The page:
Eddie Chikamhi, Harare Bureau
ZIFA were almost caught off-side on the eve of the 2019 African Cup of Nations finals after the players threatened to throw a damper on last night’s opening match against Egypt because of unpaid fees and allowances.
Apparently the players had lost faith in the association following a delay in the payment of their dues as per agreement.
But there was good news yesterday when the monies reflected in the players’ bank accounts. The players had demanded a down payment of roughly US$9 000 each to cover their dues from the time they began the final Afcon preparations in Egypt and the recent Cosafa Cup tournament.
Zifa acting vice-president, Philemon Machana, yesterday maintained that Zifa had played their part in releasing the funds but the money reflected late in their respective bank accounts.
He argued the stand-off with the national team players could have been avoided if all communication channels had been utilised.
“It was quite unfortunate but I think it was a matter of a communication breakdown. The money was transferred to the players’ bank accounts when we received their signed contracts on Wednesday.
“We have the stamped receipts from the bank to that effect, copies of which have been sent to the Ministry of Sport.
“I am sure there were delays at the bank and we have been pushing for the monies to reflect.
“But it was just a case of someone from the team management getting hold of the (Zifa) office and report that the monies were not reflecting in their accounts so that we do the follow-ups. If that was done, we probably would not have had such an experience,” said Machana.
The Government had to intervene on Thursday evening to make sure the situation does not degenerate. Acting Minister of Sport, Kazembe Kazembe, was livid with the developments in the camp but managed to address the players and convinced them to fulfil their obligation.
Machana, who couldn’t travel to Egypt because of other commitments, said Zifa and the Warriors had signed a contract which both parties were willing to honour and respect.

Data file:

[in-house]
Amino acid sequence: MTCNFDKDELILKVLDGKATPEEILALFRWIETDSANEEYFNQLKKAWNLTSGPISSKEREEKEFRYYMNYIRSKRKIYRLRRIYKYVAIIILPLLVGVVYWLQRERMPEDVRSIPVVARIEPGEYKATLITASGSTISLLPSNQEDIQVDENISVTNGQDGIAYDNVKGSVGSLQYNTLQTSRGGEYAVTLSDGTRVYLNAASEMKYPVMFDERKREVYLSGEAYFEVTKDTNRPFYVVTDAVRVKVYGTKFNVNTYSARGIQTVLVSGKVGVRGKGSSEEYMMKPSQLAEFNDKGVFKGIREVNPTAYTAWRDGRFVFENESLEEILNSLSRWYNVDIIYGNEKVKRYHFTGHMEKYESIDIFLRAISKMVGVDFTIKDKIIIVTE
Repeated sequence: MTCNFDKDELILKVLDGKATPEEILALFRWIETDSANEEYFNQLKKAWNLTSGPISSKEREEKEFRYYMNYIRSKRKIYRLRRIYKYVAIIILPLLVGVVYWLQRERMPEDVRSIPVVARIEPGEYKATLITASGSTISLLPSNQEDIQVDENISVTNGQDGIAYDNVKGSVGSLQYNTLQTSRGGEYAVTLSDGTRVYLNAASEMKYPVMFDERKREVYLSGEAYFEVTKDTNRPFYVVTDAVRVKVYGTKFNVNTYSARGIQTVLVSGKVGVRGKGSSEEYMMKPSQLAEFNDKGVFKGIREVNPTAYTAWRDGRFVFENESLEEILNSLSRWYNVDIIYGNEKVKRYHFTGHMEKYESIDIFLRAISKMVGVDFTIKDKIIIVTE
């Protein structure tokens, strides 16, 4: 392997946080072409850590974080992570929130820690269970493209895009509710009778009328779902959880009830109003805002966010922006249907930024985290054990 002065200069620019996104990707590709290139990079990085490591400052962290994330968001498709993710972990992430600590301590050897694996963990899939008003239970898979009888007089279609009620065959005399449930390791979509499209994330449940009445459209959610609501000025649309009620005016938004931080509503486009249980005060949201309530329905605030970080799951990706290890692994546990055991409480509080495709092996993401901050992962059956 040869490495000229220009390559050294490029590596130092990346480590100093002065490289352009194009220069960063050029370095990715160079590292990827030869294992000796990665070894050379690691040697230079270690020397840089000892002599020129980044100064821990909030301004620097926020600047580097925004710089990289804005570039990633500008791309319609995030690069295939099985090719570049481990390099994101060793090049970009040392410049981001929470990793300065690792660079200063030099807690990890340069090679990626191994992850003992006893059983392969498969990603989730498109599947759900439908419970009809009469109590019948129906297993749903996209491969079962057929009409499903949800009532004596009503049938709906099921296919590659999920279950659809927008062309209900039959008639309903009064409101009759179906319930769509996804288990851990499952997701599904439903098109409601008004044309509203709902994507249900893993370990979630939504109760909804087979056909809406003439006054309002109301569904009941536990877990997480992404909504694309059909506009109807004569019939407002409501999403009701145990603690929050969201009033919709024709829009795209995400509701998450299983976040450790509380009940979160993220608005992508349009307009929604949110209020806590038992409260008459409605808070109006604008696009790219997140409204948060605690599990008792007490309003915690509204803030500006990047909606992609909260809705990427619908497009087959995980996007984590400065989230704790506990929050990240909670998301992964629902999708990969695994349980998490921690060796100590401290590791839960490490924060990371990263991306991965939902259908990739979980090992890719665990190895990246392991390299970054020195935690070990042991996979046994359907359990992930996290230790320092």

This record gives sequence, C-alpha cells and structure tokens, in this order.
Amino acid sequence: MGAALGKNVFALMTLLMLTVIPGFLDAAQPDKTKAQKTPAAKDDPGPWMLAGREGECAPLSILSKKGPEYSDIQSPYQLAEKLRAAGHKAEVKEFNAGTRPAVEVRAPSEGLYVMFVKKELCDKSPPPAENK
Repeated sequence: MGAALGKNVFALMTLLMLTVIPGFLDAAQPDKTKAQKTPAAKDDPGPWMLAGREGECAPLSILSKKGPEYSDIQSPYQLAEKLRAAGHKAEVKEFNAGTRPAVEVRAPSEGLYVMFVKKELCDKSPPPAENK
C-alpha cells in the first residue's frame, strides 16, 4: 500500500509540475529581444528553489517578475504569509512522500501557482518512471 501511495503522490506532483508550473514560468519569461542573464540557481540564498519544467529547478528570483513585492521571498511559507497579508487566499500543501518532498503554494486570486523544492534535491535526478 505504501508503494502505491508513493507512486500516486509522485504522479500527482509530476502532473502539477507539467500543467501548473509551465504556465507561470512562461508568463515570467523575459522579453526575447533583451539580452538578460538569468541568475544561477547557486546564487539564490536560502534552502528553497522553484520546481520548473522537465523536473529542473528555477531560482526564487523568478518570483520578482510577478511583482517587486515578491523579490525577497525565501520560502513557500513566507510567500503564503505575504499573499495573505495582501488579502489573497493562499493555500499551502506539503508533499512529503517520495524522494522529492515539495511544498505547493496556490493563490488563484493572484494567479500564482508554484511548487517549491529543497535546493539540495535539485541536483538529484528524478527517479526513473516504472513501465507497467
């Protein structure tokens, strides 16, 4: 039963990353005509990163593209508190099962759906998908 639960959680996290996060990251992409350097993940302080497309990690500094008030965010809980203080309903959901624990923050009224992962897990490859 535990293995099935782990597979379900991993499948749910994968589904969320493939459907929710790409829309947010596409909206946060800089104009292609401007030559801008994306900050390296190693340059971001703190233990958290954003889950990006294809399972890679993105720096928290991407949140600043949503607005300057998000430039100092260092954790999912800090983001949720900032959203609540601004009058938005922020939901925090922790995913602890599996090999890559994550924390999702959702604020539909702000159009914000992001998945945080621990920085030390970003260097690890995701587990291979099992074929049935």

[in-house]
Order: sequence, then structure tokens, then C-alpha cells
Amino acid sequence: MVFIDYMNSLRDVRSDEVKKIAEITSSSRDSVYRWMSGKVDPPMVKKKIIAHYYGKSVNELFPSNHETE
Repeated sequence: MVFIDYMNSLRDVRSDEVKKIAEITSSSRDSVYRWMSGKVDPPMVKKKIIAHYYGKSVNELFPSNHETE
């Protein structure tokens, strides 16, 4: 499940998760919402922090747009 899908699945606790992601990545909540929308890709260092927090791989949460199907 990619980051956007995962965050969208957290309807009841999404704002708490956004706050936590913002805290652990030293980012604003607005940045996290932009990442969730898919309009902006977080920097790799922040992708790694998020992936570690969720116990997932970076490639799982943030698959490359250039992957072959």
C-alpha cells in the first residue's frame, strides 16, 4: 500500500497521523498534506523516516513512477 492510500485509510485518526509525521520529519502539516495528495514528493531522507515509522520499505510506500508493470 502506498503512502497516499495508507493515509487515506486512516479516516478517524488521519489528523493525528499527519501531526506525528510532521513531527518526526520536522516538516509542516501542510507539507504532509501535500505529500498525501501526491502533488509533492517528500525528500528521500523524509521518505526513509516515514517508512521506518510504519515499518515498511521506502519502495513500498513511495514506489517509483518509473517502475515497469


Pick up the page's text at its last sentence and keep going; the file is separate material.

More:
He said they had agreed on a minimum amount to be transferred into the players’ bank accounts before kick-off of the tournament.
“We had three schedules for the daily allowances from June 9-20, then from June 21-July 1 and the appearance fees for all the three group phases.
“The contract we drafted for the players was two-legged. The first leg was the commitment to pay the agreed minimum whether we get support from the fund-raising committee or not. The second leg was an upgrade to factor in whatever was realised from the fund-raising efforts. So we had done our part to meet the minimum,” said Machana.
The Zifa finance supremo also defended the decision by the association to charter a flight for dozens of their councillors, supporters and journalists. He said they used funds from Zifa’s own coffers.
“It’s Zifa who chartered that plane using our own funds that were meant for that purpose. It wasn’t from the fund-raising committee. We believe the councillors and the supporters that travelled are among some of the number one fans of the Warriors. They are football people.
“If you look at the travelling list, you will actually find that the same faces that you always see at our football matches are the same people who travelled to support the team. Why should we deny them the opportunity?
“Of course, we could not fund everyone who wanted to go to Egypt but we did what we could. Instead of vilifying us, the narrative should actually be around what we could have done better to send more people to Egypt because our team needs the backing,” said Machana.